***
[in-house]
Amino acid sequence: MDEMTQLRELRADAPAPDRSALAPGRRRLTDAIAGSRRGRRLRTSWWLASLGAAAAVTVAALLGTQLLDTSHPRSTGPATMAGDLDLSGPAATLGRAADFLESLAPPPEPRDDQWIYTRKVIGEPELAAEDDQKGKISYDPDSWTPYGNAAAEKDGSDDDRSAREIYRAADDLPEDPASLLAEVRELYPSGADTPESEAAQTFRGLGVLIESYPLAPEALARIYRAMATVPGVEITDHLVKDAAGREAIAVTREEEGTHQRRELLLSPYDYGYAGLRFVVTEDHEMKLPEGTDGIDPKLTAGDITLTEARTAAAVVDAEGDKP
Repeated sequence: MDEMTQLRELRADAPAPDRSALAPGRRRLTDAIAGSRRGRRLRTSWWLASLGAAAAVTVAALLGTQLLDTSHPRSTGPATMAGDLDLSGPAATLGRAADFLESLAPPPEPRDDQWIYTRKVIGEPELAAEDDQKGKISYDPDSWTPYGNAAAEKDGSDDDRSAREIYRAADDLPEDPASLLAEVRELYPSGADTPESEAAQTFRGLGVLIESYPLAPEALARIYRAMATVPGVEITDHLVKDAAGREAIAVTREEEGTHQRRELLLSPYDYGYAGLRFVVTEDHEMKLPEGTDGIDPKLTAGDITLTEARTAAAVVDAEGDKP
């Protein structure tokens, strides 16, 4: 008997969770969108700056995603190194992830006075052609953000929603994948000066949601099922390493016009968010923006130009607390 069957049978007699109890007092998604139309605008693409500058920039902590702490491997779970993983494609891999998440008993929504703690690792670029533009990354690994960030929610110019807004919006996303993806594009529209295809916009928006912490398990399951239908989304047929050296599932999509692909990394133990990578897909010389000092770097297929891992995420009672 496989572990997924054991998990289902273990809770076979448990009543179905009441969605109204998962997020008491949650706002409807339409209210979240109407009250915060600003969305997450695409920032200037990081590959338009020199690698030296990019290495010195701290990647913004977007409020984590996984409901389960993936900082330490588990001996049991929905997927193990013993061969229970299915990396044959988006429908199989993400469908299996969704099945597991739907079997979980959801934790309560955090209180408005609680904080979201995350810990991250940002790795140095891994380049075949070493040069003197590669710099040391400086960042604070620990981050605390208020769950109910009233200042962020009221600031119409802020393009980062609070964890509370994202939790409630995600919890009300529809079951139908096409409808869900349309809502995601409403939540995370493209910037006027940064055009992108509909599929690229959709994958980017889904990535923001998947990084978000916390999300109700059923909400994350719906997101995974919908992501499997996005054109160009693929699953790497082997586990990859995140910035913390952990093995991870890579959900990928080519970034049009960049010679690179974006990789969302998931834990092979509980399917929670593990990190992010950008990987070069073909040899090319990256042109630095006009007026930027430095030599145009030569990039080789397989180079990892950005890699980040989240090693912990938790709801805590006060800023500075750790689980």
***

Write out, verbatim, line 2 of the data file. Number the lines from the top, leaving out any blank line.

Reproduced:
Amino acid sequence: MDEMTQLRELRADAPAPDRSALAPGRRRLTDAIAGSRRGRRLRTSWWLASLGAAAAVTVAALLGTQLLDTSHPRSTGPATMAGDLDLSGPAATLGRAADFLESLAPPPEPRDDQWIYTRKVIGEPELAAEDDQKGKISYDPDSWTPYGNAAAEKDGSDDDRSAREIYRAADDLPEDPASLLAEVRELYPSGADTPESEAAQTFRGLGVLIESYPLAPEALARIYRAMATVPGVEITDHLVKDAAGREAIAVTREEEGTHQRRELLLSPYDYGYAGLRFVVTEDHEMKLPEGTDGIDPKLTAGDITLTEARTAAAVVDAEGDKP